Post-race? Nation, Inheritance and the Contradictory Performativity of Race in Barack Obama’s ‘A More Perfect Union’ Speech

Post-race? Nation, Inheritance and the Contradictory Performativity of Race in Barack Obama’s ‘A More Perfect Union’ Speech

thirdspace: a journal of feminist theory & culture
Volume 10, Number 1 (2011)
18 pages

Bridget Byrne, Senior Lecturer in Social Sciences
University of Manchester

This article takes the speech that Barack Obama made in his campaign for democratic nomination in 2008 as a moment in the performativity of race. It argues that Obama was unable to sustain an attempt to be ‘post race’, but is also asks the extent to which Obama was able to re-write the way in which race is positioned within the US, particularly with reference to the place of African-Americans within the national narrative.


[S]ome people have a hard time taking me at face value. When people who don’t know me well, black or white, discover my background (and it usually is a discovery, for I ceased to advertise my mother’s race at the age of 12 or 13, when I began to suspect that by doing so I was ingratiating myself to whites), I see the split-second adjustment they have to make, the searching of my eyes for some tell-tale sign. They no longer know who I am.
(Obama, Dreams from my Father xv).

It’s not likely that there are too many people left who do not know who Barack Obama is, or that he is the product of a ‘brief union’ as he puts it, between ‘a black man and a white woman, an African and an American’ (Obama, Dreams from my Father xv). Nonetheless, Obama’s racial identity remains a source of fascination. The website hosted a discussion thread in March 2008 prompted by the question ‘What ethnicity is Obama’. The original questioner was interested in exploring ‘his white half’s ethnicity’. One of the respondents to this thread provides links to a website publishing Obama’s family tree and writes ‘it is amazing to see just how ‘white’ his mother and grandparents are’. The same respondent also provides a picture from Obama’s mother’s high school yearbook to demonstrate her ‘amazing’ whiteness as well as one of Obama with his white grandparents. The thread continues with a string of photos of different members of his family (including his half-Indonesian sister’s ‘Oriental husband who came from Canada’). This is just one example of the fascination that Obama’s racial positioning prompts in supporters and detractors alike and suggests that for many, it takes more than a ‘split-second’ adjustment to reconcile themselves to complex ideas of family, heritage and racialized identities.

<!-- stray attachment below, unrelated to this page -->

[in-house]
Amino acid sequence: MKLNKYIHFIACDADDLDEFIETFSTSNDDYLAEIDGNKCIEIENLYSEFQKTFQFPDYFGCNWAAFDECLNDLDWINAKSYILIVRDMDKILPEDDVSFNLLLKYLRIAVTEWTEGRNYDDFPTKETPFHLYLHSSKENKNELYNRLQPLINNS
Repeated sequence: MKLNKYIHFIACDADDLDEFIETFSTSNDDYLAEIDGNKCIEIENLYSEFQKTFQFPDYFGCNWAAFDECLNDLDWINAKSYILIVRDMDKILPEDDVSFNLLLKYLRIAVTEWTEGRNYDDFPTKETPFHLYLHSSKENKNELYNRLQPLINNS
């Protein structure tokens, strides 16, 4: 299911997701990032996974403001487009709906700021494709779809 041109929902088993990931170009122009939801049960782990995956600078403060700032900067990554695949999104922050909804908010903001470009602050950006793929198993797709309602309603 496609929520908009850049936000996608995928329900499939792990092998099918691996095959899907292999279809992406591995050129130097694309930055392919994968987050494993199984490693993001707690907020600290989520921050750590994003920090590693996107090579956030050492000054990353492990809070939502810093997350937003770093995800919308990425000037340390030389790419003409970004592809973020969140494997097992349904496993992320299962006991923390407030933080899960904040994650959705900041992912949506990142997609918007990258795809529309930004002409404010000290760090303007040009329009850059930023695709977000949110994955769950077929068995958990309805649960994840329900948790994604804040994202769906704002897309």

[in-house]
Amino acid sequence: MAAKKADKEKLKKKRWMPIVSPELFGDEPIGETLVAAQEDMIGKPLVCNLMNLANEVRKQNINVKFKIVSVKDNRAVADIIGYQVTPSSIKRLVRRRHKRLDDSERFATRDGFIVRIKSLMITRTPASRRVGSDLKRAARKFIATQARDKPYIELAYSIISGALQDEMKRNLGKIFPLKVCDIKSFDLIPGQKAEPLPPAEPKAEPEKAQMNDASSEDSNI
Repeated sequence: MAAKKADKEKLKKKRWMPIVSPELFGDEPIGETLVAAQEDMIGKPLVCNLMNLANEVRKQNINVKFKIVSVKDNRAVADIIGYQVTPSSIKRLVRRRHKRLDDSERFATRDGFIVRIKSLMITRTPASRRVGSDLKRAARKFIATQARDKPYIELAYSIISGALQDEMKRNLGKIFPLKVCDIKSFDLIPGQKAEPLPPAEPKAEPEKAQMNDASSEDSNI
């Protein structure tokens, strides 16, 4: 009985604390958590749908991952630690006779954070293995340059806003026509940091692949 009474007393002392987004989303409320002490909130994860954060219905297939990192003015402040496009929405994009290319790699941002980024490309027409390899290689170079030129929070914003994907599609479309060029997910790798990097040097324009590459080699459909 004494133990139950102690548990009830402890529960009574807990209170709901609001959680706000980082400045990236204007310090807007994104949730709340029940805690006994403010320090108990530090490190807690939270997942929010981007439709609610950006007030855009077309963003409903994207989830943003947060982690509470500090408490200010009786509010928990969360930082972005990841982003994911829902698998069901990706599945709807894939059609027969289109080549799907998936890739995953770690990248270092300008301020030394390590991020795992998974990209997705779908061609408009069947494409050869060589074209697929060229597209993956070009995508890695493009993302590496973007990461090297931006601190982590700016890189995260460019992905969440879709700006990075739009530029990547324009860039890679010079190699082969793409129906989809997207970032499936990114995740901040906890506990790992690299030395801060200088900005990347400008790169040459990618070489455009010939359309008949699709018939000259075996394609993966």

This paper will explore a particular moment in the racialized positioning of Obama and his own self-positioning as an example of the performativity of race or possibly of ‘post-race’. The paper will take a key instance when Obama put his own racial positioning on the stage, in response to a particular set of political events. Through an examination of his ‘A more perfect union’ speech in Philadelphia during his campaign for the Democratic presidential nomination (18th March 2008), I want to consider the extent to which we can ‘trouble race’ in the same way that Judith Butler has argued for the troubling of gender. The campaign election of Barack Obama has inserted the concept of ‘post-race’ into popular discourse in a forceful way. This article will question what the theoretical literature, which might regard race to be ‘under-erasure’ rather than ‘overcome,’ can offer to an analysis of the positioning of Obama. This is important because, despite longstanding academic and activist insistence that ‘race’ is a social construction devoid of any inherent or essential meaning, the ontological status of ‘race’ remains in question. As the reaction to Barack Obama shows, race is something that we still appear to need to ‘know’ about each other (and perhaps particularly about those who are not ‘white’). Yet, as I will argue, the racialized performativity offered by Obama is far from clear-cut and suggests that a more complex analysis is required. This paper will first explore the ideas of being ‘beyond’ or ‘post’ race and then consider how the notion of gender performativity might be productively extended to race peformativity. Then it will return to the speech given by Barack Obama in the course of his nomination campaign to explore both the impossibility for some figures to step outside of race, but also the potential scope to re-fashion concepts of race and inheritance, and particularly their relation to the nation…

Read the entire article here.

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